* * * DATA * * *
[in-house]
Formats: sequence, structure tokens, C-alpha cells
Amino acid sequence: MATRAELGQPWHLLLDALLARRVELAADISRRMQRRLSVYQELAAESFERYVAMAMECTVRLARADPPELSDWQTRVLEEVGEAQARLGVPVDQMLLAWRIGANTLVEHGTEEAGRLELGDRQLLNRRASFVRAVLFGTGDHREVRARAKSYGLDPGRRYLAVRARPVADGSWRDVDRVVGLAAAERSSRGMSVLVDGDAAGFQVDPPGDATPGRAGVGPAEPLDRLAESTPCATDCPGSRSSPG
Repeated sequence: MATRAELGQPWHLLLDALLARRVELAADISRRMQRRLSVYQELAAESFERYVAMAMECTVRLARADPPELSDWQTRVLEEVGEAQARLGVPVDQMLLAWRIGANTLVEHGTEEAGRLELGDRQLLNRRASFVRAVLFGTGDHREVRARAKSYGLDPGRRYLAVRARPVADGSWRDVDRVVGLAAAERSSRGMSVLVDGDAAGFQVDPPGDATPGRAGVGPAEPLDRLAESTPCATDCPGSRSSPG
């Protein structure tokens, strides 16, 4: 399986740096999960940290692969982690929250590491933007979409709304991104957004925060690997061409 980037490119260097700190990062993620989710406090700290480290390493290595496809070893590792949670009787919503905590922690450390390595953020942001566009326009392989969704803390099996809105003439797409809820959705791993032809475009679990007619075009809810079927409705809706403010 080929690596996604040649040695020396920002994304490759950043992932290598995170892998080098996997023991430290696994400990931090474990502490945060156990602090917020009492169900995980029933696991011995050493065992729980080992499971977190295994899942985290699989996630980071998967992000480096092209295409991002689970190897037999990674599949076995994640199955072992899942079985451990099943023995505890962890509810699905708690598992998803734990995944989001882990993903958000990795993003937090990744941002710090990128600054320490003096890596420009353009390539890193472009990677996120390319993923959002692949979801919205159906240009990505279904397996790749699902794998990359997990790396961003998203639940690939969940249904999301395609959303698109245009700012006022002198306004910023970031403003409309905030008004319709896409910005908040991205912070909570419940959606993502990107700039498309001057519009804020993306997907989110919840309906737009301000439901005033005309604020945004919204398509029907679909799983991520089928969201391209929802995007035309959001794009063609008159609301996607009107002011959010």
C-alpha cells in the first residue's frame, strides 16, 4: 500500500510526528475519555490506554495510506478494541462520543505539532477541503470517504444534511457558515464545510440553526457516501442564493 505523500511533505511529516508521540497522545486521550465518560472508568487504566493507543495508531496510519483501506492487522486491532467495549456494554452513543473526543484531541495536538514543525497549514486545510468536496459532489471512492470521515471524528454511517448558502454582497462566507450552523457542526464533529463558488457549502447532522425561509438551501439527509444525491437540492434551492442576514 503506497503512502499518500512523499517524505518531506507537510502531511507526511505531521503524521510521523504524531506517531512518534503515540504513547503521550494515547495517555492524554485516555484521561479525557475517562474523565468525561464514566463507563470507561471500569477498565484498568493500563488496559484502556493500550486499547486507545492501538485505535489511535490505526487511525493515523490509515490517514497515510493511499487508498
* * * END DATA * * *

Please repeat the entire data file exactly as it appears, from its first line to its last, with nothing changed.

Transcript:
[in-house]
Formats: sequence, structure tokens, C-alpha cells
Amino acid sequence: MATRAELGQPWHLLLDALLARRVELAADISRRMQRRLSVYQELAAESFERYVAMAMECTVRLARADPPELSDWQTRVLEEVGEAQARLGVPVDQMLLAWRIGANTLVEHGTEEAGRLELGDRQLLNRRASFVRAVLFGTGDHREVRARAKSYGLDPGRRYLAVRARPVADGSWRDVDRVVGLAAAERSSRGMSVLVDGDAAGFQVDPPGDATPGRAGVGPAEPLDRLAESTPCATDCPGSRSSPG
Repeated sequence: MATRAELGQPWHLLLDALLARRVELAADISRRMQRRLSVYQELAAESFERYVAMAMECTVRLARADPPELSDWQTRVLEEVGEAQARLGVPVDQMLLAWRIGANTLVEHGTEEAGRLELGDRQLLNRRASFVRAVLFGTGDHREVRARAKSYGLDPGRRYLAVRARPVADGSWRDVDRVVGLAAAERSSRGMSVLVDGDAAGFQVDPPGDATPGRAGVGPAEPLDRLAESTPCATDCPGSRSSPG
């Protein structure tokens, strides 16, 4: 399986740096999960940290692969982690929250590491933007979409709304991104957004925060690997061409 980037490119260097700190990062993620989710406090700290480290390493290595496809070893590792949670009787919503905590922690450390390595953020942001566009326009392989969704803390099996809105003439797409809820959705791993032809475009679990007619075009809810079927409705809706403010 080929690596996604040649040695020396920002994304490759950043992932290598995170892998080098996997023991430290696994400990931090474990502490945060156990602090917020009492169900995980029933696991011995050493065992729980080992499971977190295994899942985290699989996630980071998967992000480096092209295409991002689970190897037999990674599949076995994640199955072992899942079985451990099943023995505890962890509810699905708690598992998803734990995944989001882990993903958000990795993003937090990744941002710090990128600054320490003096890596420009353009390539890193472009990677996120390319993923959002692949979801919205159906240009990505279904397996790749699902794998990359997990790396961003998203639940690939969940249904999301395609959303698109245009700012006022002198306004910023970031403003409309905030008004319709896409910005908040991205912070909570419940959606993502990107700039498309001057519009804020993306997907989110919840309906737009301000439901005033005309604020945004919204398509029907679909799983991520089928969201391209929802995007035309959001794009063609008159609301996607009107002011959010």
C-alpha cells in the first residue's frame, strides 16, 4: 500500500510526528475519555490506554495510506478494541462520543505539532477541503470517504444534511457558515464545510440553526457516501442564493 505523500511533505511529516508521540497522545486521550465518560472508568487504566493507543495508531496510519483501506492487522486491532467495549456494554452513543473526543484531541495536538514543525497549514486545510468536496459532489471512492470521515471524528454511517448558502454582497462566507450552523457542526464533529463558488457549502447532522425561509438551501439527509444525491437540492434551492442576514 503506497503512502499518500512523499517524505518531506507537510502531511507526511505531521503524521510521523504524531506517531512518534503515540504513547503521550494515547495517555492524554485516555484521561479525557475517562474523565468525561464514566463507563470507561471500569477498565484498568493500563488496559484502556493500550486499547486507545492501538485505535489511535490505526487511525493515523490509515490517514497515510493511499487508498